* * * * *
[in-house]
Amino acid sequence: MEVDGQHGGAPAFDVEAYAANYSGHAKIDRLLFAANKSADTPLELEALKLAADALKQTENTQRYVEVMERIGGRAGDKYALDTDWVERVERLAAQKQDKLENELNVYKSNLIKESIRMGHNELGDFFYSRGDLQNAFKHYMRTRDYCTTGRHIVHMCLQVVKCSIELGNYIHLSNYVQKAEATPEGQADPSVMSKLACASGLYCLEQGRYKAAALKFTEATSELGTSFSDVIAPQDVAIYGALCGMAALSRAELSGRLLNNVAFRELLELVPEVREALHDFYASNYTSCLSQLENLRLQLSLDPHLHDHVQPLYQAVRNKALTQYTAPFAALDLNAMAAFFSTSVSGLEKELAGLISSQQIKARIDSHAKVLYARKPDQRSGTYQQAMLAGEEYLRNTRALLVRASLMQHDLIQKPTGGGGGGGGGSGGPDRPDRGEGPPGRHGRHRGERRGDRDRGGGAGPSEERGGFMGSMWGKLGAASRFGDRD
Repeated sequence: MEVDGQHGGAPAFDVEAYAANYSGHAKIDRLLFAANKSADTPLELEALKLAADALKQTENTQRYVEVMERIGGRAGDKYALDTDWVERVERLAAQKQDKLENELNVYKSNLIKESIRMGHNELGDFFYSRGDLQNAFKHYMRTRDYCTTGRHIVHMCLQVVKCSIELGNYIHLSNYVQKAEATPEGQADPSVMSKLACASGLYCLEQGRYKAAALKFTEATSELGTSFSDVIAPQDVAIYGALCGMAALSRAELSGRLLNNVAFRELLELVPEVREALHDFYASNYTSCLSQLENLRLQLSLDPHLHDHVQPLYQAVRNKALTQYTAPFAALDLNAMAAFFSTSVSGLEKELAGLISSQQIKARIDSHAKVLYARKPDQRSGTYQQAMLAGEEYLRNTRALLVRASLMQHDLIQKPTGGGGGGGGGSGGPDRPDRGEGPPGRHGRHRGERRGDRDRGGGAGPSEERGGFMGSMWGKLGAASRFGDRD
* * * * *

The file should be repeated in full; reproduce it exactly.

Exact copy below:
[in-house]
Amino acid sequence: MEVDGQHGGAPAFDVEAYAANYSGHAKIDRLLFAANKSADTPLELEALKLAADALKQTENTQRYVEVMERIGGRAGDKYALDTDWVERVERLAAQKQDKLENELNVYKSNLIKESIRMGHNELGDFFYSRGDLQNAFKHYMRTRDYCTTGRHIVHMCLQVVKCSIELGNYIHLSNYVQKAEATPEGQADPSVMSKLACASGLYCLEQGRYKAAALKFTEATSELGTSFSDVIAPQDVAIYGALCGMAALSRAELSGRLLNNVAFRELLELVPEVREALHDFYASNYTSCLSQLENLRLQLSLDPHLHDHVQPLYQAVRNKALTQYTAPFAALDLNAMAAFFSTSVSGLEKELAGLISSQQIKARIDSHAKVLYARKPDQRSGTYQQAMLAGEEYLRNTRALLVRASLMQHDLIQKPTGGGGGGGGGSGGPDRPDRGEGPPGRHGRHRGERRGDRDRGGGAGPSEERGGFMGSMWGKLGAASRFGDRD
Repeated sequence: MEVDGQHGGAPAFDVEAYAANYSGHAKIDRLLFAANKSADTPLELEALKLAADALKQTENTQRYVEVMERIGGRAGDKYALDTDWVERVERLAAQKQDKLENELNVYKSNLIKESIRMGHNELGDFFYSRGDLQNAFKHYMRTRDYCTTGRHIVHMCLQVVKCSIELGNYIHLSNYVQKAEATPEGQADPSVMSKLACASGLYCLEQGRYKAAALKFTEATSELGTSFSDVIAPQDVAIYGALCGMAALSRAELSGRLLNNVAFRELLELVPEVREALHDFYASNYTSCLSQLENLRLQLSLDPHLHDHVQPLYQAVRNKALTQYTAPFAALDLNAMAAFFSTSVSGLEKELAGLISSQQIKARIDSHAKVLYARKPDQRSGTYQQAMLAGEEYLRNTRALLVRASLMQHDLIQKPTGGGGGGGGGSGGPDRPDRGEGPPGRHGRHRGERRGDRDRGGGAGPSEERGGFMGSMWGKLGAASRFGDRD